The state Department of Education is examining how teachers and administrators are evaluated and considering issuing guidelines that would tie teacher pay to student performance.
The education department plans to prepare new teacher-evaluation guidelines that public schools can use to improve student achievement. The new system also could help school divisions develop performance-based compensation plans.
Angela Clevinger, president of the Pulaski County Education Association, shared her views on the potential impact on teacher salaries "saying that you think all children are going to achieve and learn at the same rate. Anyone who knows anything about child development knows that is complete ludicrous. Reading and math levels are a development skill. Anyone who has one or more children knows they achieve at different levels. A good teacher takes a child and helps them improve in a year’s time."
The panel responsible for developing new evaluation guidelines includes teachers, principals, students and representatives of the Virginia Education Association and other groups. The work is being funded by federal money.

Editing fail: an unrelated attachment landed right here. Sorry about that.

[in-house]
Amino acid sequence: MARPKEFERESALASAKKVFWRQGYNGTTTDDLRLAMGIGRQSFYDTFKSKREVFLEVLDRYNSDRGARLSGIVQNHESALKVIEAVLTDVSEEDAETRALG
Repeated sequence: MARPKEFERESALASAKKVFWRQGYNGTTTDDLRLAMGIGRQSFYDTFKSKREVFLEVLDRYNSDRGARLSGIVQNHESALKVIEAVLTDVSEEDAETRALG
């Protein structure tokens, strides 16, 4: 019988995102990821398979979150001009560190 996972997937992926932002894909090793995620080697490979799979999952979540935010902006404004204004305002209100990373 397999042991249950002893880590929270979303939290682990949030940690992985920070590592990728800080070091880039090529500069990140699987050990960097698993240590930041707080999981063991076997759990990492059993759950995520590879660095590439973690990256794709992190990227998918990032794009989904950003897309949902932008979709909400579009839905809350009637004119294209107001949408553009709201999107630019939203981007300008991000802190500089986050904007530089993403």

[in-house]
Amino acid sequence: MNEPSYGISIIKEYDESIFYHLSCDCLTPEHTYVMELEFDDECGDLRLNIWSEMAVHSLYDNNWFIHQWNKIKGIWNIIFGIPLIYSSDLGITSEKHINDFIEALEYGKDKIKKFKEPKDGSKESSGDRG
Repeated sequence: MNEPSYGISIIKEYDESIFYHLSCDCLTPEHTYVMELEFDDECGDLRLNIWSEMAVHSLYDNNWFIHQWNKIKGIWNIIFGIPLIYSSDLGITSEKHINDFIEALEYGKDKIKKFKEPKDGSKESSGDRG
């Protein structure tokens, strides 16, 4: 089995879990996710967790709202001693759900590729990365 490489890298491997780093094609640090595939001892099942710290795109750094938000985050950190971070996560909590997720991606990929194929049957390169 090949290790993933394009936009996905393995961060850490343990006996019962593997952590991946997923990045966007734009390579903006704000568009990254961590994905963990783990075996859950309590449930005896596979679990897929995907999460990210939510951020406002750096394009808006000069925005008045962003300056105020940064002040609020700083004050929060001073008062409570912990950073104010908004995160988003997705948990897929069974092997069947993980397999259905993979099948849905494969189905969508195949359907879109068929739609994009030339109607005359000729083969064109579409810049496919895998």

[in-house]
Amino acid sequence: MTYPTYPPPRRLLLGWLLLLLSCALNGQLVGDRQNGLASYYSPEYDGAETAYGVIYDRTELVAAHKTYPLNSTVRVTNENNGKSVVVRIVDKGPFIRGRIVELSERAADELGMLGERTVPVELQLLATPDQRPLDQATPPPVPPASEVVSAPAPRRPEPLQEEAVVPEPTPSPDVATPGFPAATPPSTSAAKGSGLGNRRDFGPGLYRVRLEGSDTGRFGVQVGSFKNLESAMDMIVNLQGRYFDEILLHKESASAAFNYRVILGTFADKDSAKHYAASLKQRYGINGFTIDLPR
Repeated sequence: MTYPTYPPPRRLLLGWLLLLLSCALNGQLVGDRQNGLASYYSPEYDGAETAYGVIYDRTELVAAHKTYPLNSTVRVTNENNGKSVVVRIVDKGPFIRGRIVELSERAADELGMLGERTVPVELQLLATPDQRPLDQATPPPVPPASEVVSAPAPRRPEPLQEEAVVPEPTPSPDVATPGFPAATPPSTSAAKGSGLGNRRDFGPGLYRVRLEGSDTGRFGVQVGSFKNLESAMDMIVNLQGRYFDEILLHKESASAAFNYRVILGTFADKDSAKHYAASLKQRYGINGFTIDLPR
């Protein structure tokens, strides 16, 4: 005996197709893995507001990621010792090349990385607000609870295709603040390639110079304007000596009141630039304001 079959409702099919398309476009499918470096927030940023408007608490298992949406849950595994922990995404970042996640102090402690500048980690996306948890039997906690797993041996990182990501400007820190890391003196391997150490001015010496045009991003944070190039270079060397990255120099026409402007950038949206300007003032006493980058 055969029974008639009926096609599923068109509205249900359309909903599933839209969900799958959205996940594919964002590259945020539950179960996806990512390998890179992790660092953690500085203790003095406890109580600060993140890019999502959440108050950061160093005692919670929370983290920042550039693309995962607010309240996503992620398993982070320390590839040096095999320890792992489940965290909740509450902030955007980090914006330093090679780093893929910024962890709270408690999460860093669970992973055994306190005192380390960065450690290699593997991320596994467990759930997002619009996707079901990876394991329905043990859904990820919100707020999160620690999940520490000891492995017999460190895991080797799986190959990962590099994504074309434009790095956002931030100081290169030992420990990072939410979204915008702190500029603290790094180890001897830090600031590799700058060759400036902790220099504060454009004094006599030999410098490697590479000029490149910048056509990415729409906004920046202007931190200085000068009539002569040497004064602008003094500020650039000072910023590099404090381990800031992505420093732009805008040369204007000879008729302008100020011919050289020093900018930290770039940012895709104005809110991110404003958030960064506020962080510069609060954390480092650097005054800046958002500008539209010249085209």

The work group aims to test its initial evaluation models on districts with high-poverty and low-performing schools next year.
Clevinger offered a suggestion for how this situation could be remedied by the Department of Education should this plan be approved.
"They should measure the progress that students make while in a classroom," Clevinger said. "They need to measure where the child entered in a particular grade and where they leave. If we are going to measure based on teacher performance, we need to make a teacher progress model. We have to put something in place and change the instruction in a way that will benefit the student to and allow them to make more progress."